Encyclopedia of Animal Cognition and Behavior

Living Edition
| Editors: Jennifer Vonk, Todd Shackelford


  • Rachel M. PetersenEmail author
Living reference work entry
DOI: https://doi.org/10.1007/978-3-319-47829-6_304-1



Insemination package of sperm and other compounds produced by the male to facilitate transfer of sperm to the site of fertilization


An ejaculate is composed of male genetic material housed within sperm cells and fluids containing chemical compounds that improve male fertilization success. Sperm is produced in the testes and travels out of the male’s body through a system of ducts connected to the accessory reproductive glands (ARGs). The accessory reproductive glands add fluids to the ejaculate for sperm nourishment and protection while inside the female reproductive tract.

Sperm Production

Spermatogenesis, or the process of sperm production, occurs within microscopic tubules within the testicles. Mature sperm cells develop from spermatogonia, the undifferentiated male germ cell, and are matured and stored within the male reproductive tract prior to ejaculation. Sperm cells are haploid, meaning they contain only half of the genetic material...

This is a preview of subscription content, log in to check access.


  1. Birkhead, T. R., & Møller, A. P. (1998). Sperm competition and sexual selection. Academic.CrossRefGoogle Scholar
  2. Chapman, T., Liddle, L. F., Kalb, J. M., Wolfner, M. F., & Partridge, L. (1995). Cost of mating in Drosophila melanogaster females is mediated by male accessory gland products. Nature, 373, 241.CrossRefGoogle Scholar
  3. Dewsbury, D. A. (1982). Ejaculate cost and male choice. The American Naturalist, 119, 601–610.CrossRefGoogle Scholar
  4. Dixson, A. L., & Anderson, M. J. (2002). Sexual selection, seminal coagulation and copulatory plug formation in primates. Folia Primatologica, 73, 63–69.CrossRefGoogle Scholar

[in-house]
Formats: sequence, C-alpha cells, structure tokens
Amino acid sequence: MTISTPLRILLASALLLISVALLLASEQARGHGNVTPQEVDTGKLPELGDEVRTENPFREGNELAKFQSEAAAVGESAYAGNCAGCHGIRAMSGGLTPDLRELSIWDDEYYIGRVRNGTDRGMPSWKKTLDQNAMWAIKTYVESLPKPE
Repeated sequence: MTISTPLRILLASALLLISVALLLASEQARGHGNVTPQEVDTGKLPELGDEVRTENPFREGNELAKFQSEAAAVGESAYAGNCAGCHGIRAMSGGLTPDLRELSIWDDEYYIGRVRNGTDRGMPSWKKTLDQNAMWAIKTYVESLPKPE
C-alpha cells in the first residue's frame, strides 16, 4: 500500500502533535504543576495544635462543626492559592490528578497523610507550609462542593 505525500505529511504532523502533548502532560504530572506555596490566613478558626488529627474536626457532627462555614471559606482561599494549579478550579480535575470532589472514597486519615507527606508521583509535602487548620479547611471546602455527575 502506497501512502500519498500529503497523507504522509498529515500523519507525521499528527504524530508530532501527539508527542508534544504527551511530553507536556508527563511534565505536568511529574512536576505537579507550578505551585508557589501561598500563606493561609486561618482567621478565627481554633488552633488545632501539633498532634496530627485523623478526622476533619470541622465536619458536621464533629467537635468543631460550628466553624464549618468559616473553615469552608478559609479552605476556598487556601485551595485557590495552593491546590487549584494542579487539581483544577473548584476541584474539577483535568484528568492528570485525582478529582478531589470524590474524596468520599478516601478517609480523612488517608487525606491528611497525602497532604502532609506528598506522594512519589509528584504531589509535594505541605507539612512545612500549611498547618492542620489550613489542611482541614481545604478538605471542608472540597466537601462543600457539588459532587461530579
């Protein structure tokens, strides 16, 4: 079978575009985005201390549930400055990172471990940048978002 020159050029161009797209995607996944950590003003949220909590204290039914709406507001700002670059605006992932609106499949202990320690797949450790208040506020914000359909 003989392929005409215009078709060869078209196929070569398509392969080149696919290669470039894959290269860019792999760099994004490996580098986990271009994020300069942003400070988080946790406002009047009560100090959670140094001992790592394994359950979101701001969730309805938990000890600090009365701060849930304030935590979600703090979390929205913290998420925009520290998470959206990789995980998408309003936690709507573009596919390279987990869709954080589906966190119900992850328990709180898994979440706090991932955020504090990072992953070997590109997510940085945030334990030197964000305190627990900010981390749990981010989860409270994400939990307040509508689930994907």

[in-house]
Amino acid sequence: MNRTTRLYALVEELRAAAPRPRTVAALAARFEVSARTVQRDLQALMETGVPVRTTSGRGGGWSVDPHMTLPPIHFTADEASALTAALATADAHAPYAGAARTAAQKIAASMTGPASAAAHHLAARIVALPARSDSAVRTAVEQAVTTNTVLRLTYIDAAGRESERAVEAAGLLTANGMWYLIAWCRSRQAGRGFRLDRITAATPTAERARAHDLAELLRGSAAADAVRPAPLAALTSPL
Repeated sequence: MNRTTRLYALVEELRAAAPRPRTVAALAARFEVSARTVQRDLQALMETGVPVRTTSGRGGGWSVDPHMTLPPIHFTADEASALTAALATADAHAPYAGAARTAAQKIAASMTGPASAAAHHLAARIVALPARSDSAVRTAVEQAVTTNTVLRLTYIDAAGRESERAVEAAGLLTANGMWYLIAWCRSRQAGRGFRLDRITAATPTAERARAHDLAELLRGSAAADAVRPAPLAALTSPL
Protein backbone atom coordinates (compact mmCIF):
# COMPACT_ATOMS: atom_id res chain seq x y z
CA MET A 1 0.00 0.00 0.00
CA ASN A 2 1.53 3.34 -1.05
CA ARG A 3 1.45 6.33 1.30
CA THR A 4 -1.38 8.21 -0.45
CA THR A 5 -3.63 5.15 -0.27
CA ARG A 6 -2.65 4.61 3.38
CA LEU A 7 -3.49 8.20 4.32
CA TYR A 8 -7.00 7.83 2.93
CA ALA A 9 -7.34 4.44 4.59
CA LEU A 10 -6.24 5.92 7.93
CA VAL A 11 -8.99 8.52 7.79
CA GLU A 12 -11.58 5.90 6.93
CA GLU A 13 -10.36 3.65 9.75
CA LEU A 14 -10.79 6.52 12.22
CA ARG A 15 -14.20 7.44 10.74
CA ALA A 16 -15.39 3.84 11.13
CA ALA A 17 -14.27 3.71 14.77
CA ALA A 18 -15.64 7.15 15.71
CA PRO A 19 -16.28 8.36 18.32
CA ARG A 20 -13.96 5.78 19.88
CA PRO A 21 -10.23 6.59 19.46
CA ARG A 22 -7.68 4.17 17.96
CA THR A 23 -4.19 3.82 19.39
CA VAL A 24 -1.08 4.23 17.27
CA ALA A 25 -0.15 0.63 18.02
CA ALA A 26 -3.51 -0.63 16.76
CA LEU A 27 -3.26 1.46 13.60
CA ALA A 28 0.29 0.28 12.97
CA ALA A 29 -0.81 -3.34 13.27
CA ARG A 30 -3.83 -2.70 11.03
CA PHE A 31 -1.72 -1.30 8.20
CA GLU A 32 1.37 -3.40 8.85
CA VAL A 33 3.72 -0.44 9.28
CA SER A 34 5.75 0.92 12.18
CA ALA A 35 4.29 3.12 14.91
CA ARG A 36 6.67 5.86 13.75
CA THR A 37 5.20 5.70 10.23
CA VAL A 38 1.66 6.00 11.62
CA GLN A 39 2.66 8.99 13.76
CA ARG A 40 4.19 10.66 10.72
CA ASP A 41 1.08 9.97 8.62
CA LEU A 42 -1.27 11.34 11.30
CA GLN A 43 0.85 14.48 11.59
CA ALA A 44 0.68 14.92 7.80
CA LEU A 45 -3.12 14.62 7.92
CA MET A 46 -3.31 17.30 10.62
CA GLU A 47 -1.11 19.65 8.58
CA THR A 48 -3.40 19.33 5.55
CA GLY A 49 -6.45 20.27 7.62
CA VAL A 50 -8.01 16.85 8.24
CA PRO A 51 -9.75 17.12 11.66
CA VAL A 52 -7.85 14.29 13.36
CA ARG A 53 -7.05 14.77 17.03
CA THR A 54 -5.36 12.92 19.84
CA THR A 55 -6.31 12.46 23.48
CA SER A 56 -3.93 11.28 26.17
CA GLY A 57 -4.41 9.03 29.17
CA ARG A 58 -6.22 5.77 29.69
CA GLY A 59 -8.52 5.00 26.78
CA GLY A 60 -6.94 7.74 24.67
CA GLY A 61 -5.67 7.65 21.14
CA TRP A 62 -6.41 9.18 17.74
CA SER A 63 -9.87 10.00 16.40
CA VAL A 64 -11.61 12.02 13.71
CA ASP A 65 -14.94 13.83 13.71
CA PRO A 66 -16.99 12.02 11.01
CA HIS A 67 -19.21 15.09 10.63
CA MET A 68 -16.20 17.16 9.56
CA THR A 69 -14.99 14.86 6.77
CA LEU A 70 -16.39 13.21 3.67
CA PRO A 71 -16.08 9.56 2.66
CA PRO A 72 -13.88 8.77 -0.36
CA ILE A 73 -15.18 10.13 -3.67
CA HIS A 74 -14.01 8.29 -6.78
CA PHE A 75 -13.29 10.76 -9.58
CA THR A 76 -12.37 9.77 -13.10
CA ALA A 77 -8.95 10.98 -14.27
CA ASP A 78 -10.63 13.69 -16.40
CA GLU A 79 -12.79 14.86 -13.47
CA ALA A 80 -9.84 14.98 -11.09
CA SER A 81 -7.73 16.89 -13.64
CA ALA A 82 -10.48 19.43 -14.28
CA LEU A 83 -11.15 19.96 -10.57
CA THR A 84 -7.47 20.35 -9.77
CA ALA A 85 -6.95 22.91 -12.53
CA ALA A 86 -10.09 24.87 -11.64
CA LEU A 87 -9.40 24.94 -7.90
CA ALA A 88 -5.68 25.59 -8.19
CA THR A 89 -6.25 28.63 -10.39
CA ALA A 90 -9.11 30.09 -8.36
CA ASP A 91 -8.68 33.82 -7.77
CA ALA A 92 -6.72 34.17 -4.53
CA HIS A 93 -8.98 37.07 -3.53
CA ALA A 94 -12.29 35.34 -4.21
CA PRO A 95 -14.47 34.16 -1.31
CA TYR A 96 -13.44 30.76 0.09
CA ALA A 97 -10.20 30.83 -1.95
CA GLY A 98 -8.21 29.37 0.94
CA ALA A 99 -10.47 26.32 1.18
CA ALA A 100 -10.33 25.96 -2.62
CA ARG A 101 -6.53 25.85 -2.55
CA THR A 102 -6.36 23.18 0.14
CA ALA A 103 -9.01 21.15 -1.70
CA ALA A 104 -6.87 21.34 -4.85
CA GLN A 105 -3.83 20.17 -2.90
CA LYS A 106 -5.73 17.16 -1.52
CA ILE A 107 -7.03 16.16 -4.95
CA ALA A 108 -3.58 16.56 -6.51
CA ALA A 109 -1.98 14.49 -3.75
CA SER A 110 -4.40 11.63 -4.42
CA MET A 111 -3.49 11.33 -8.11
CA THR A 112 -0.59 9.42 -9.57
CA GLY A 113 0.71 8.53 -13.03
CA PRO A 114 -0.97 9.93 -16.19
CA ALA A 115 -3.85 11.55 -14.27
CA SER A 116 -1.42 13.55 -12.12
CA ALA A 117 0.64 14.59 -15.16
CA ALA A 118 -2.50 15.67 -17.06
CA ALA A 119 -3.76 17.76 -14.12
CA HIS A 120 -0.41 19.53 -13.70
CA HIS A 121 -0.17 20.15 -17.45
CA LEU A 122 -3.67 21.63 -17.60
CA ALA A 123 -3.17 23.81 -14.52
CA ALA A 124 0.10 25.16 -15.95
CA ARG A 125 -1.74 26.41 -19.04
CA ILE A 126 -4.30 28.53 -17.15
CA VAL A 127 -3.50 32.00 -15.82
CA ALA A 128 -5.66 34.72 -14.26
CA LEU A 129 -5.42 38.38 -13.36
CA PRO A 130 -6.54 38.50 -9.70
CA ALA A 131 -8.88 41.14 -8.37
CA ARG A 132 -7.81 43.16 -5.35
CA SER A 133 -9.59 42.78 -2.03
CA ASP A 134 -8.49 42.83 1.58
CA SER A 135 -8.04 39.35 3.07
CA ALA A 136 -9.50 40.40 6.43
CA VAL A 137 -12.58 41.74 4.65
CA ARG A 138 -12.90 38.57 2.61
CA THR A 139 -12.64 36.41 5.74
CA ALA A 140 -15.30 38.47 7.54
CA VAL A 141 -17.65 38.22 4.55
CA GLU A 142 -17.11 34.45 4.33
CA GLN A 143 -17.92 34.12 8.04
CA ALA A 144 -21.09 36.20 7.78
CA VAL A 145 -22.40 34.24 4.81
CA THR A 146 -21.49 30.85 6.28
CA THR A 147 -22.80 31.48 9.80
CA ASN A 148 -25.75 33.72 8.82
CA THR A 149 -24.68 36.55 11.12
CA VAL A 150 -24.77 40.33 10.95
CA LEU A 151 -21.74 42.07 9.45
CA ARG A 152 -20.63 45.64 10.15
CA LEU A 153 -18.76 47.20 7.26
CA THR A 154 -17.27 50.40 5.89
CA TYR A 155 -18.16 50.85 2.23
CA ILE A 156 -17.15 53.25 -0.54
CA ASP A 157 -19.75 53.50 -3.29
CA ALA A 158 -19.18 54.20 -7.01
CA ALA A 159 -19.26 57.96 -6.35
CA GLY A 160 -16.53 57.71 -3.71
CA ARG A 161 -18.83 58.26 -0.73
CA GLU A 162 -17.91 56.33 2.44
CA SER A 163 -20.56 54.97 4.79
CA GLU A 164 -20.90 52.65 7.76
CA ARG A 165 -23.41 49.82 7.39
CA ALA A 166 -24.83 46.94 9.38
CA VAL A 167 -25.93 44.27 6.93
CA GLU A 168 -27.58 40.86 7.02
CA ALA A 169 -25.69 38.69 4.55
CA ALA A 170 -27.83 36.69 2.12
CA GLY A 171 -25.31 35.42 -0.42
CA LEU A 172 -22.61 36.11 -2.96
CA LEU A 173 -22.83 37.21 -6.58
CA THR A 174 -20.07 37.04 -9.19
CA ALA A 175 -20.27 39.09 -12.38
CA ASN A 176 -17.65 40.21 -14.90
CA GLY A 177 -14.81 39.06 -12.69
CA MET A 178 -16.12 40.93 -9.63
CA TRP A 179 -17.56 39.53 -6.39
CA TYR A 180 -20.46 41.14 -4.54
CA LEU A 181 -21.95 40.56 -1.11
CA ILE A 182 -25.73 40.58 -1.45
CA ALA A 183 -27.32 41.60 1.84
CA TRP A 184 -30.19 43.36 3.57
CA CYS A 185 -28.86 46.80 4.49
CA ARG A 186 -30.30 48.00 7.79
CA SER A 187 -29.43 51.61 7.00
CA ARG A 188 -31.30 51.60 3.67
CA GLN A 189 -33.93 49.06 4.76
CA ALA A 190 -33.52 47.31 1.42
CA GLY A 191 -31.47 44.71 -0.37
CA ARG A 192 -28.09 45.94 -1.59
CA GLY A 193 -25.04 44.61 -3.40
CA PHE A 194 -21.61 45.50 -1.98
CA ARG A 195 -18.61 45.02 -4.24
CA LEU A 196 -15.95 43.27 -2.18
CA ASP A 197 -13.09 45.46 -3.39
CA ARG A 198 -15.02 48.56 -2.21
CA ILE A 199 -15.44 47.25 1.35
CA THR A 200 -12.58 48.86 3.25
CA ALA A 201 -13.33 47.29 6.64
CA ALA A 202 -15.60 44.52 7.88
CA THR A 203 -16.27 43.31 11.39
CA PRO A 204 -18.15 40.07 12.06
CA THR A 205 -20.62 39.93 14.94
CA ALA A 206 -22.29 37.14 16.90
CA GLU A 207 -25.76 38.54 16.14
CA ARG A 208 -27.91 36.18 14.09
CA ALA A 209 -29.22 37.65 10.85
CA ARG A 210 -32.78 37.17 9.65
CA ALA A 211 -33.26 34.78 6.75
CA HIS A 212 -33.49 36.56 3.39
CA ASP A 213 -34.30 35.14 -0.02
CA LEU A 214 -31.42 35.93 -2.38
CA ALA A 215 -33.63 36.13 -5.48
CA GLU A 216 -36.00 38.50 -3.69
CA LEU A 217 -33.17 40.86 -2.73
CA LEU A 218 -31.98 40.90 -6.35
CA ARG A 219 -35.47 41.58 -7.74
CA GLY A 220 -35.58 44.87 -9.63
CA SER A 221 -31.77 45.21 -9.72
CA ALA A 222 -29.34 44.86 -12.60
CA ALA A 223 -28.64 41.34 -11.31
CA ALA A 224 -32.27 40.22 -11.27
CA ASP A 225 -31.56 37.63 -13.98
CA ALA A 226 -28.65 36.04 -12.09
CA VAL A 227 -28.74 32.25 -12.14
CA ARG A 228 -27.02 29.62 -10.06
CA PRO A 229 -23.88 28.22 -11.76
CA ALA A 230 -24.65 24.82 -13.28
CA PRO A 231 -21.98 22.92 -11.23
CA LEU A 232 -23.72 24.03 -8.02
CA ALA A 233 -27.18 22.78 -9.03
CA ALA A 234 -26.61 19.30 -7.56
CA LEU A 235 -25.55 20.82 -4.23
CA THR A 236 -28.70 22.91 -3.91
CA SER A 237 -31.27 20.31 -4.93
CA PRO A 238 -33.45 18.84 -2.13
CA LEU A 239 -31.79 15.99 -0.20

5. Folstad, I., & Skarstein, P. (1997). Is male germ line control creating avenues for female choice? Behavioral Ecology, 8, 109–112.CrossRefGoogle Scholar
  6. Gage, M. J. (1994). Associations between body size, mating pattern, testis size and sperm lengths across butterflies. Proceedings of the Royal Society of London B: Biological Sciences, 258, 247–254.CrossRefGoogle Scholar
  7. Gage, M. J., Stockley, P., & Parker, G. A. (1995). Effects of alternative male mating strategies on characteristics of sperm production in the Atlantic salmon (Salmo salar): Theoretical and empirical investigations. Philosophical Transactions of the Royal Society B: Biological Sciences, 350, 391–399.CrossRefGoogle Scholar
  8. Gillott, C. (2003). Male accessory gland secretions: Modulators of female reproductive physiology and behavior. Annual review of entomology, 48, 163–184.CrossRefGoogle Scholar
  9. Hunter, F., & Birkhead, T. (2002). Sperm viability and sperm competition in insects. Current Biology, 12, 121–123.CrossRefGoogle Scholar
  10. Møller, A., & Briskie, J. (1995). Extra-pair paternity, sperm competition and the evolution of testis size in birds. Behavioral Ecology and Sociobiology, 36, 357–365.CrossRefGoogle Scholar
  11. Parker, G. A., & Pizzari, T. (2010). Sperm competition and ejaculate economics. Biological Reviews, 85(4), 897–934.Google Scholar
  12. Pitnick, S., Hosken, D. J., & Birkhead, T. R. (2009). Sperm morphological diversity. In Sperm biology: An evolutionary perspective (Vol. 3, pp. 69–149). London: Academic.CrossRefGoogle Scholar
  13. Pound, N., & Gage, M. J. (2004). Prudent sperm allocation in Norway rats, Rattus norvegicus: a mammalian model of adaptive ejaculate adjustment. Animal Behaviour, 68, 819–823.CrossRefGoogle Scholar
  14. Snook, R. R. (2005). Sperm in competition: not playing by the numbers. Trends in Ecology & Evolution, 20, 46–53.CrossRefGoogle Scholar
  15. Spence, R., Reichard, M., & Smith, C. (2013). Strategic sperm allocation and a Coolidge effect in an externally fertilizing species. Behavioral Ecology, 24, 82–88.CrossRefGoogle Scholar

Copyright information

© Springer International Publishing AG, part of Springer Nature 2018

Authors and Affiliations

  1. 1.New York UniversityNew YorkUSA

Section editors and affiliations

  • Constance Dubuc
    • 1
  1. 1.University of CambridgeCambridgeUK